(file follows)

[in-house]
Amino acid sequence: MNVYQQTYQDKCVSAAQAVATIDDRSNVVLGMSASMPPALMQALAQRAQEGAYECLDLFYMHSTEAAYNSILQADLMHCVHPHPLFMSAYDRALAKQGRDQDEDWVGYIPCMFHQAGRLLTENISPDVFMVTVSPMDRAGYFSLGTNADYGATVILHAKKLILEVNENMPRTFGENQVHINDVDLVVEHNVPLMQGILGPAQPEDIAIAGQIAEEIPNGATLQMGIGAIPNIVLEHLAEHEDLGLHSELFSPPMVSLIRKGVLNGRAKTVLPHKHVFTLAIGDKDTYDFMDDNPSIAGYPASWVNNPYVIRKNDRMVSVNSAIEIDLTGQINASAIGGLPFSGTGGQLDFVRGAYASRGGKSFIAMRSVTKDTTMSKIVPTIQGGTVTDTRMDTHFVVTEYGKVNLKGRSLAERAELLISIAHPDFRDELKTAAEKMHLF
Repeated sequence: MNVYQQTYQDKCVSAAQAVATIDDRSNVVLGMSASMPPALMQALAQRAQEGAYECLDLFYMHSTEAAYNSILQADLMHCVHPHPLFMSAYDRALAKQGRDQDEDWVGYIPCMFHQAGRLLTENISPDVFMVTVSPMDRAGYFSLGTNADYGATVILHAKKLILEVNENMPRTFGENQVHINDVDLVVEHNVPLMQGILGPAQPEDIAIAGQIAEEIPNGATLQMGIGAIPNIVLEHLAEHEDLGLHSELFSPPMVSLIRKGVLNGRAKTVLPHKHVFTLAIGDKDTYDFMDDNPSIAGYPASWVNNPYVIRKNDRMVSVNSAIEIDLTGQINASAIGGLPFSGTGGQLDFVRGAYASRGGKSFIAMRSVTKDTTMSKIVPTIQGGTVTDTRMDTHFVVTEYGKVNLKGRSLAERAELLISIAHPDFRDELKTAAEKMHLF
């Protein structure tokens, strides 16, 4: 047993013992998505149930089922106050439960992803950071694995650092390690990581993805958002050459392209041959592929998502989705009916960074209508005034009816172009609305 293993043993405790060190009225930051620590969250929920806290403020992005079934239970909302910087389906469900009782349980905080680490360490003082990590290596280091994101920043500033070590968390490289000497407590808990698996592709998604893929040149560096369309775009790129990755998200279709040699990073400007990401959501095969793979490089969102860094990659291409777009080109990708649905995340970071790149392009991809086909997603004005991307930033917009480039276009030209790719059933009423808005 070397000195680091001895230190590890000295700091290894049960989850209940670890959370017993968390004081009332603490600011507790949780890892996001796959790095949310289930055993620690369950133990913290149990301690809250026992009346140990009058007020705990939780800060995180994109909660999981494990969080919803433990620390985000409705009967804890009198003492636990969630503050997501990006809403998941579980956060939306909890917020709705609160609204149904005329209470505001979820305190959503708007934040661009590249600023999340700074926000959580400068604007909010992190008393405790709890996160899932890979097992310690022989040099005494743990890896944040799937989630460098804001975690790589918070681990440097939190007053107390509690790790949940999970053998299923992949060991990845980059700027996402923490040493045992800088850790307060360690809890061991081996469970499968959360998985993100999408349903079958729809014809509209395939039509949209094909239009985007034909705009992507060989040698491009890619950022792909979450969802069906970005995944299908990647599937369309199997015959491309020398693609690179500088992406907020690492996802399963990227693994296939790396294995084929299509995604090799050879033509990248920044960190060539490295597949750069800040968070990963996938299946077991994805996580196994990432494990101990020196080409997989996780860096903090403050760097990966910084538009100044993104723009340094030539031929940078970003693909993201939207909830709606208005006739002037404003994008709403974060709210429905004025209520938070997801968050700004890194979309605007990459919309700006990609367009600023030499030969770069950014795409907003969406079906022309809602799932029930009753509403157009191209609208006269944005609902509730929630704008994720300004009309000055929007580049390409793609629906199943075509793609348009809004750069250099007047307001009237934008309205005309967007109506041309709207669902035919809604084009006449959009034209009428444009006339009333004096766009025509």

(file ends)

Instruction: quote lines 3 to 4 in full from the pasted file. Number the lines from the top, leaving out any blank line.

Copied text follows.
Repeated sequence: MNVYQQTYQDKCVSAAQAVATIDDRSNVVLGMSASMPPALMQALAQRAQEGAYECLDLFYMHSTEAAYNSILQADLMHCVHPHPLFMSAYDRALAKQGRDQDEDWVGYIPCMFHQAGRLLTENISPDVFMVTVSPMDRAGYFSLGTNADYGATVILHAKKLILEVNENMPRTFGENQVHINDVDLVVEHNVPLMQGILGPAQPEDIAIAGQIAEEIPNGATLQMGIGAIPNIVLEHLAEHEDLGLHSELFSPPMVSLIRKGVLNGRAKTVLPHKHVFTLAIGDKDTYDFMDDNPSIAGYPASWVNNPYVIRKNDRMVSVNSAIEIDLTGQINASAIGGLPFSGTGGQLDFVRGAYASRGGKSFIAMRSVTKDTTMSKIVPTIQGGTVTDTRMDTHFVVTEYGKVNLKGRSLAERAELLISIAHPDFRDELKTAAEKMHLF
């Protein structure tokens, strides 16, 4: 047993013992998505149930089922106050439960992803950071694995650092390690990581993805958002050459392209041959592929998502989705009916960074209508005034009816172009609305 293993043993405790060190009225930051620590969250929920806290403020992005079934239970909302910087389906469900009782349980905080680490360490003082990590290596280091994101920043500033070590968390490289000497407590808990698996592709998604893929040149560096369309775009790129990755998200279709040699990073400007990401959501095969793979490089969102860094990659291409777009080109990708649905995340970071790149392009991809086909997603004005991307930033917009480039276009030209790719059933009423808005 070397000195680091001895230190590890000295700091290894049960989850209940670890959370017993968390004081009332603490600011507790949780890892996001796959790095949310289930055993620690369950133990913290149990301690809250026992009346140990009058007020705990939780800060995180994109909660999981494990969080919803433990620390985000409705009967804890009198003492636990969630503050997501990006809403998941579980956060939306909890917020709705609160609204149904005329209470505001979820305190959503708007934040661009590249600023999340700074926000959580400068604007909010992190008393405790709890996160899932890979097992310690022989040099005494743990890896944040799937989630460098804001975690790589918070681990440097939190007053107390509690790790949940999970053998299923992949060991990845980059700027996402923490040493045992800088850790307060360690809890061991081996469970499968959360998985993100999408349903079958729809014809509209395939039509949209094909239009985007034909705009992507060989040698491009890619950022792909979450969802069906970005995944299908990647599937369309199997015959491309020398693609690179500088992406907020690492996802399963990227693994296939790396294995084929299509995604090799050879033509990248920044960190060539490295597949750069800040968070990963996938299946077991994805996580196994990432494990101990020196080409997989996780860096903090403050760097990966910084538009100044993104723009340094030539031929940078970003693909993201939207909830709606208005006739002037404003994008709403974060709210429905004025209520938070997801968050700004890194979309605007990459919309700006990609367009600023030499030969770069950014795409907003969406079906022309809602799932029930009753509403157009191209609208006269944005609902509730929630704008994720300004009309000055929007580049390409793609629906199943075509793609348009809004750069250099007047307001009237934008309205005309967007109506041309709207669902035919809604084009006449959009034209009428444009006339009333004096766009025509």